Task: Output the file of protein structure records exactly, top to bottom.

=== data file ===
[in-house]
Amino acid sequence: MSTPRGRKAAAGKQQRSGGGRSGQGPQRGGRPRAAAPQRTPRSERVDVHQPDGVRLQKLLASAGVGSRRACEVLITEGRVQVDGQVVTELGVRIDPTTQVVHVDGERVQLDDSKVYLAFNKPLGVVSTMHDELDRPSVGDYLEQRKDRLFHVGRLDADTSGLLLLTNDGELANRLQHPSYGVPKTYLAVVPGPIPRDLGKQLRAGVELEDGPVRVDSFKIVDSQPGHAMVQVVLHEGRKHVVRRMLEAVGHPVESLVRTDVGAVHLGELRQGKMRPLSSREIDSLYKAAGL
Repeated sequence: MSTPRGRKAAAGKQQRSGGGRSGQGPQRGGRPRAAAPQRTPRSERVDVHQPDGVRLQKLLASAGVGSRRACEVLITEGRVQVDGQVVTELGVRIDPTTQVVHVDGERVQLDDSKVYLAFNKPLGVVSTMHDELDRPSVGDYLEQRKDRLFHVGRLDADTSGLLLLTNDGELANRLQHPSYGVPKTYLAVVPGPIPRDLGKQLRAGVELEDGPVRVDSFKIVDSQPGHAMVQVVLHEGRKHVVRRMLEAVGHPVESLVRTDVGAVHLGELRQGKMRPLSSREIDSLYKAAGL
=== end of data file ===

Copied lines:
[in-house]
Amino acid sequence: MSTPRGRKAAAGKQQRSGGGRSGQGPQRGGRPRAAAPQRTPRSERVDVHQPDGVRLQKLLASAGVGSRRACEVLITEGRVQVDGQVVTELGVRIDPTTQVVHVDGERVQLDDSKVYLAFNKPLGVVSTMHDELDRPSVGDYLEQRKDRLFHVGRLDADTSGLLLLTNDGELANRLQHPSYGVPKTYLAVVPGPIPRDLGKQLRAGVELEDGPVRVDSFKIVDSQPGHAMVQVVLHEGRKHVVRRMLEAVGHPVESLVRTDVGAVHLGELRQGKMRPLSSREIDSLYKAAGL
Repeated sequence: MSTPRGRKAAAGKQQRSGGGRSGQGPQRGGRPRAAAPQRTPRSERVDVHQPDGVRLQKLLASAGVGSRRACEVLITEGRVQVDGQVVTELGVRIDPTTQVVHVDGERVQLDDSKVYLAFNKPLGVVSTMHDELDRPSVGDYLEQRKDRLFHVGRLDADTSGLLLLTNDGELANRLQHPSYGVPKTYLAVVPGPIPRDLGKQLRAGVELEDGPVRVDSFKIVDSQPGHAMVQVVLHEGRKHVVRRMLEAVGHPVESLVRTDVGAVHLGELRQGKMRPLSSREIDSLYKAAGL